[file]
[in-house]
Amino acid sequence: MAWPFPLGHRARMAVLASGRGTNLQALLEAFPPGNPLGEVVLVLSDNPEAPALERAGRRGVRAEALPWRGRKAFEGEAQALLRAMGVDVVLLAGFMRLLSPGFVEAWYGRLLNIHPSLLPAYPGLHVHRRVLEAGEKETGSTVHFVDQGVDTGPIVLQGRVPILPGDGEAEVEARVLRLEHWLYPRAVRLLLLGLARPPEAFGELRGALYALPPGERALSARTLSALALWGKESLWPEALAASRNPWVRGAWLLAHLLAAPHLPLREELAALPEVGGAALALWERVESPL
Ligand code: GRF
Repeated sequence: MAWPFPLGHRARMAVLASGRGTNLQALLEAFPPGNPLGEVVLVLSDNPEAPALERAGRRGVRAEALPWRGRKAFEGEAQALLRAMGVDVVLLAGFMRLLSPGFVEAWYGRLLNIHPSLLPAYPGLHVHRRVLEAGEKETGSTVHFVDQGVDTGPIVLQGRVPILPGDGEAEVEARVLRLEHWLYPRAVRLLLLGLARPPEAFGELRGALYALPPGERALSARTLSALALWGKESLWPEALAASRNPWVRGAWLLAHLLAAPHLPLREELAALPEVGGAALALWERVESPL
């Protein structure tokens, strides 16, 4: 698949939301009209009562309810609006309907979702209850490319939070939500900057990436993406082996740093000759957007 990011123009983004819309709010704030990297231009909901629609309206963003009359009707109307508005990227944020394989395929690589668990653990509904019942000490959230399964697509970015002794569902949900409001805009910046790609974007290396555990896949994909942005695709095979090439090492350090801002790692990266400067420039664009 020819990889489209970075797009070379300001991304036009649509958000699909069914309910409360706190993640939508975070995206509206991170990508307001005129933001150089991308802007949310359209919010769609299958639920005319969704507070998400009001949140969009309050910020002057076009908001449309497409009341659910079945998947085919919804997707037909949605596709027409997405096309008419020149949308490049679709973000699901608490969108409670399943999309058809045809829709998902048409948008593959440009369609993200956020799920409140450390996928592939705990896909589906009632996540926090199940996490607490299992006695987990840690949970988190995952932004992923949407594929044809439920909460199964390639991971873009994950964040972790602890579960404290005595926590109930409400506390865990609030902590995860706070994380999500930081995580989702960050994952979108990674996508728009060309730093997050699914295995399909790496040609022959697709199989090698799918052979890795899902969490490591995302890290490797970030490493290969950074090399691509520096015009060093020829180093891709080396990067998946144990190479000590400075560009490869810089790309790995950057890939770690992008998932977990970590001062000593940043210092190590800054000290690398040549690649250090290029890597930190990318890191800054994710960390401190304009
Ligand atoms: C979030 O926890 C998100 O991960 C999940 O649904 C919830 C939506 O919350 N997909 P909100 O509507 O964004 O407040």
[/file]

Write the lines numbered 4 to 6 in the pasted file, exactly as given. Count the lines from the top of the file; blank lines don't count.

Repeated sequence: MAWPFPLGHRARMAVLASGRGTNLQALLEAFPPGNPLGEVVLVLSDNPEAPALERAGRRGVRAEALPWRGRKAFEGEAQALLRAMGVDVVLLAGFMRLLSPGFVEAWYGRLLNIHPSLLPAYPGLHVHRRVLEAGEKETGSTVHFVDQGVDTGPIVLQGRVPILPGDGEAEVEARVLRLEHWLYPRAVRLLLLGLARPPEAFGELRGALYALPPGERALSARTLSALALWGKESLWPEALAASRNPWVRGAWLLAHLLAAPHLPLREELAALPEVGGAALALWERVESPL
């Protein structure tokens, strides 16, 4: 698949939301009209009562309810609006309907979702209850490319939070939500900057990436993406082996740093000759957007 990011123009983004819309709010704030990297231009909901629609309206963003009359009707109307508005990227944020394989395929690589668990653990509904019942000490959230399964697509970015002794569902949900409001805009910046790609974007290396555990896949994909942005695709095979090439090492350090801002790692990266400067420039664009 020819990889489209970075797009070379300001991304036009649509958000699909069914309910409360706190993640939508975070995206509206991170990508307001005129933001150089991308802007949310359209919010769609299958639920005319969704507070998400009001949140969009309050910020002057076009908001449309497409009341659910079945998947085919919804997707037909949605596709027409997405096309008419020149949308490049679709973000699901608490969108409670399943999309058809045809829709998902048409948008593959440009369609993200956020799920409140450390996928592939705990896909589906009632996540926090199940996490607490299992006695987990840690949970988190995952932004992923949407594929044809439920909460199964390639991971873009994950964040972790602890579960404290005595926590109930409400506390865990609030902590995860706070994380999500930081995580989702960050994952979108990674996508728009060309730093997050699914295995399909790496040609022959697709199989090698799918052979890795899902969490490591995302890290490797970030490493290969950074090399691509520096015009060093020829180093891709080396990067998946144990190479000590400075560009490869810089790309790995950057890939770690992008998932977990970590001062000593940043210092190590800054000290690398040549690649250090290029890597930190990318890191800054994710960390401190304009
Ligand atoms: C979030 O926890 C998100 O991960 C999940 O649904 C919830 C939506 O919350 N997909 P909100 O509507 O964004 O407040």